SQL Server Performance Tuning resource Waits LCk

Source: Internet
Author: User
Tags session id

I. Overview

This time the introduction of instance-level resources waits for lck type locks, and an introduction to Lck locks can refer to "SQL Server lock and transaction dispel". The following is also the use of sys.dm_os_wait_stats to view and find the most time-consuming Lok lock.

select wait_type,
wait_time_ms ,
signal_wait_time_ms from sys.dm_os_wait_stats where wait_type like ‘LCK%‘ order by wait_time_ms desc

Find out as shown:

1. Analysis and introduction

Highlights several of the most time-consuming lock meanings:

Lck_m_ix: Waiting to get intent exclusive lock. In the additions and deletions in the search will involve the intention to lock it.
Lck_m_u: Waiting for an update lock to be acquired. In the modification of the deletion there will be an update lock involved.
Lck_m_s: Waiting to acquire a shared lock. The main is the query, modify the deletion will also involve a shared lock.
Lck_m_x: Waiting to get exclusive lock. In the additions and deletions will be involved in the lock.
lck_m_sch_s: Waiting to get schema share lock. Prevent other users from modifying the table structure.
Lck_m_sch_m: Waiting to get schema modification locks such as adding columns or deleting columns this time using schema modification locks.

The following table is a statistical analysis

lock type Lock wait Times lock waits Total time (seconds) Average time to wait (milliseconds) max wait Time
lck_m_ix 26456 5846.871 221 47623
lck_m_u 34725 425.081 a 6311
lck_m_s 613 239.899 391 4938
lck_m_x 4832 4684
lck_m_sch_s 397 77.832 196 6074
lck_m_sch_m 113 35.783 2268

Note: In Wait_time_ms time, the schedule includes the Signal_wait_time_ms signal wait time, which means that Wait_time_ms not only includes the wait time required for the lock request, but also includes the signal waits for the thread runnable. This conclusion can also be concluded that the Max_wait_time_ms maximum wait time is more than just the waiting time required for the lock application.

2. Replay Lock Wait Time

- reset
DBCC SQLPERF (‘sys.dm_os_wait_stats’, CLEAR); 

- Session 1 update SID=92525000, not submitted
begin tran
update [dbo].[PUB_StockTestbak] set model=‘mmtest’ where sid=92525000
- Session 2 queries the ID, because the update of session 1 has not been submitted and takes up the x lock, the query here will block
select * from [PUB_StockTestbak] where sid=92525000

Manually cancel the query for session 2, which takes 61 seconds, such as:

Then statistics resources wait for lck, such as:

Summary: You can see that the resources waiting for LCK statistics is still very correct. So it is necessary to find out the type of lock with the highest performance consumption. A more targeted solution to the blocking problem.

3. Causes of the waiting phenomenon and cause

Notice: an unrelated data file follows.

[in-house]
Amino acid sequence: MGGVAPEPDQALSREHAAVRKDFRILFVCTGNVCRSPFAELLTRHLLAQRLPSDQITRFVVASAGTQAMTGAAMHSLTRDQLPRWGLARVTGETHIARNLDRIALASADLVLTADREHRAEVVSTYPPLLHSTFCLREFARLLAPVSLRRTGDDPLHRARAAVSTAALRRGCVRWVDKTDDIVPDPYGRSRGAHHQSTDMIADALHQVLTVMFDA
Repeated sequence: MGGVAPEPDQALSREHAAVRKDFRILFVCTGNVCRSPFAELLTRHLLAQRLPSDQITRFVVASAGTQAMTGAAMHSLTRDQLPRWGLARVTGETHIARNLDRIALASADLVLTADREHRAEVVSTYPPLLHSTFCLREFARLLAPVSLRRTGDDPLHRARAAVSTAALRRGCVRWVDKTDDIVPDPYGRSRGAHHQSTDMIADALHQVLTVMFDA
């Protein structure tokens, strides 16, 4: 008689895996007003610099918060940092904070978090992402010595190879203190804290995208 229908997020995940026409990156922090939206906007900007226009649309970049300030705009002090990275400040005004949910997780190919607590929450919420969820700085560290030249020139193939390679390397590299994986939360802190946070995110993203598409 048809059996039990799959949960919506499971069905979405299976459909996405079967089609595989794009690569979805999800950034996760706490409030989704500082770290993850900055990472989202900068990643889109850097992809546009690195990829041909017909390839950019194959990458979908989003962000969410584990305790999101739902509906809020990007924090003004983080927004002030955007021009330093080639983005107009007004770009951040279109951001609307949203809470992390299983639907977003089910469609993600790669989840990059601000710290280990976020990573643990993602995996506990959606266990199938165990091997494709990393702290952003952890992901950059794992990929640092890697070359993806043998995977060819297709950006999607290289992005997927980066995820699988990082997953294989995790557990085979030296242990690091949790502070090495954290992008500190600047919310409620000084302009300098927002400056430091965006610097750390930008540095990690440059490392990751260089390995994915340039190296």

(1) The more questions the user concurrency, the worse the performance is. The application is running slowly.

(2) The client often receives error 1222 has exceeded the lock request timeout period.

(3) The client often receives error 1205 deadlock.

(4) Some specific SQL cannot be returned to the application in time.


(1) The more users have concurrent access, the more blocking will be.

(2) There is a large number of lock applications without proper use of the index.

(3) The shared lock does not use NOLOCK, and the query brings blocking. The advantage is that it must be free from dirty reading.

(4) The processed data is too large. For example, there are thousands of updates in one update, and more concurrency.

(5) Do not select the appropriate transaction isolation level, complex transaction processing and so on.

4. Optimize the lock waiting time

In optimizing lock-waiting optimizations, there are a number of pointcuts like the previous few that describe the CPU and I/O time-consuming troubleshooting and processing scenarios. We can also write our own SQL to listen to the lock waiting SQL statement. The ability to know which library, which table, which statement has blocked waiting, is who blocked it, blocking the time.

A threshold value can be set from the average wait time (in milliseconds) above and the maximum wait time as a reference. Using the information provided by Sys.sysprocesses to count, about sys.sysprocesses use can refer to "SQL Server performance tuning from user session state analysis". This view listens for blocking information over a period of time. You can set a monitor statement to run every 10 seconds, storing blocking and blocking.

Thoughts are as follows:

- For example, find out the blocked session ID such as 2 seconds in time and who blocked its session ID
SELECT spid,blocked #monitorlock FROM sys.sysprocesses
where blocked>0 and waittime>2000

- Get the session ID and blocking ID of the temporary table line by line through while or cursor, and get the sql statement text through exec dynamic execution for storage
exec(‘DBCC INPUTBUFFER(‘+@spid+‘)’)

exec(‘DBCC INPUTBUFFER(‘[email protected]+‘)’)  

SQL Server Performance Tuning resource Waits LCk

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